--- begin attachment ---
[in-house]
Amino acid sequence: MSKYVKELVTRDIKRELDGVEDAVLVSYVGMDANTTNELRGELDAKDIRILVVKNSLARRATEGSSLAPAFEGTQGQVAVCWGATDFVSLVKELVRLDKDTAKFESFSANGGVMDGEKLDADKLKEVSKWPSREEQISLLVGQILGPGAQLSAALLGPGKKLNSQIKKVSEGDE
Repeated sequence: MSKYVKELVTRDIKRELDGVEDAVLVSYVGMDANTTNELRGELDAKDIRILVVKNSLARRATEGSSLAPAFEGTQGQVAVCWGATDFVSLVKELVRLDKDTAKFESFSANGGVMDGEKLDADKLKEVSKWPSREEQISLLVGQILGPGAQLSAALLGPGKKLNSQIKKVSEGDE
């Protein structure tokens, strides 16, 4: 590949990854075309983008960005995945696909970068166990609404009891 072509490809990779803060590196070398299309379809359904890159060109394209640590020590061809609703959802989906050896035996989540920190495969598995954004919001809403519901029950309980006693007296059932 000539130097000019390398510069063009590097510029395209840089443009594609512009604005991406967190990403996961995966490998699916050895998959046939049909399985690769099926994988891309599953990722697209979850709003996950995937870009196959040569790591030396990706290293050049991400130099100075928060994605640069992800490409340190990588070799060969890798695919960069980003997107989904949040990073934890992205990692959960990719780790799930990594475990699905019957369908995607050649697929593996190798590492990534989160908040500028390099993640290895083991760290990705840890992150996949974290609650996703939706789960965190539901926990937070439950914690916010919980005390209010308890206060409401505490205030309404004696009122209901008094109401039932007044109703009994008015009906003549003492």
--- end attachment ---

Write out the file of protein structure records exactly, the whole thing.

[in-house]
Amino acid sequence: MSKYVKELVTRDIKRELDGVEDAVLVSYVGMDANTTNELRGELDAKDIRILVVKNSLARRATEGSSLAPAFEGTQGQVAVCWGATDFVSLVKELVRLDKDTAKFESFSANGGVMDGEKLDADKLKEVSKWPSREEQISLLVGQILGPGAQLSAALLGPGKKLNSQIKKVSEGDE
Repeated sequence: MSKYVKELVTRDIKRELDGVEDAVLVSYVGMDANTTNELRGELDAKDIRILVVKNSLARRATEGSSLAPAFEGTQGQVAVCWGATDFVSLVKELVRLDKDTAKFESFSANGGVMDGEKLDADKLKEVSKWPSREEQISLLVGQILGPGAQLSAALLGPGKKLNSQIKKVSEGDE
């Protein structure tokens, strides 16, 4: 590949990854075309983008960005995945696909970068166990609404009891 072509490809990779803060590196070398299309379809359904890159060109394209640590020590061809609703959802989906050896035996989540920190495969598995954004919001809403519901029950309980006693007296059932 000539130097000019390398510069063009590097510029395209840089443009594609512009604005991406967190990403996961995966490998699916050895998959046939049909399985690769099926994988891309599953990722697209979850709003996950995937870009196959040569790591030396990706290293050049991400130099100075928060994605640069992800490409340190990588070799060969890798695919960069980003997107989904949040990073934890992205990692959960990719780790799930990594475990699905019957369908995607050649697929593996190798590492990534989160908040500028390099993640290895083991760290990705840890992150996949974290609650996703939706789960965190539901926990937070439950914690916010919980005390209010308890206060409401505490205030309404004696009122209901008094109401039932007044109703009994008015009906003549003492």